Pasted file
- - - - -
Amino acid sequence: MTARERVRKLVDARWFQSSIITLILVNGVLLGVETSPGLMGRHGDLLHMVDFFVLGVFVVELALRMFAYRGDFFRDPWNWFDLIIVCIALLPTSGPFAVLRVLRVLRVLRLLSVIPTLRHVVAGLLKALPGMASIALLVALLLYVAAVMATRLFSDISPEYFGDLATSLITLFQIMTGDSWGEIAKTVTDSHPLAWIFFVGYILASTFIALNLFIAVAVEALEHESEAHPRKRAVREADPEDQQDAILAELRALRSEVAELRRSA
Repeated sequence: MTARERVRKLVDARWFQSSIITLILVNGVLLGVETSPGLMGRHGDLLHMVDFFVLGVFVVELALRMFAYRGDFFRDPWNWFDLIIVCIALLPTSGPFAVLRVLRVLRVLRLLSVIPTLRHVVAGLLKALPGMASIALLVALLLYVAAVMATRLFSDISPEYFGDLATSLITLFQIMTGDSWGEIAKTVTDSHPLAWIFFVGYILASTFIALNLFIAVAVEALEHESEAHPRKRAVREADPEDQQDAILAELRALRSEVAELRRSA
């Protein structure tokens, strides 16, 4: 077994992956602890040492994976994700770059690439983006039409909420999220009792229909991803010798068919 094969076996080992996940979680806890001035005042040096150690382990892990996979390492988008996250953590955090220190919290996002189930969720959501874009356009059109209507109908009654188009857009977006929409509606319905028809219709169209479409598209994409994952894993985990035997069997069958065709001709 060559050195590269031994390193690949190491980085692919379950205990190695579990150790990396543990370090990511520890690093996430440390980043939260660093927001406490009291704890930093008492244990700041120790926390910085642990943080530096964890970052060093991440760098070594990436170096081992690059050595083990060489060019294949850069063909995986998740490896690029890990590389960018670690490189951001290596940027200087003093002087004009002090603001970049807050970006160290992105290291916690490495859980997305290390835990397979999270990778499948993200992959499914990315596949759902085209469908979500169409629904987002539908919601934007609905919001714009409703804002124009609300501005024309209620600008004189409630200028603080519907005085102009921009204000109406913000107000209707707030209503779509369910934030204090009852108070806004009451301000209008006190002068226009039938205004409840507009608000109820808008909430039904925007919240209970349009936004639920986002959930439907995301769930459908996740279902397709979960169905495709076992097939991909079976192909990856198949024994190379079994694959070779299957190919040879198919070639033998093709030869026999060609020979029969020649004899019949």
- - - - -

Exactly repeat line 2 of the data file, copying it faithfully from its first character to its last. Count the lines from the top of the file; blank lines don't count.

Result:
Repeated sequence: MTARERVRKLVDARWFQSSIITLILVNGVLLGVETSPGLMGRHGDLLHMVDFFVLGVFVVELALRMFAYRGDFFRDPWNWFDLIIVCIALLPTSGPFAVLRVLRVLRVLRLLSVIPTLRHVVAGLLKALPGMASIALLVALLLYVAAVMATRLFSDISPEYFGDLATSLITLFQIMTGDSWGEIAKTVTDSHPLAWIFFVGYILASTFIALNLFIAVAVEALEHESEAHPRKRAVREADPEDQQDAILAELRALRSEVAELRRSA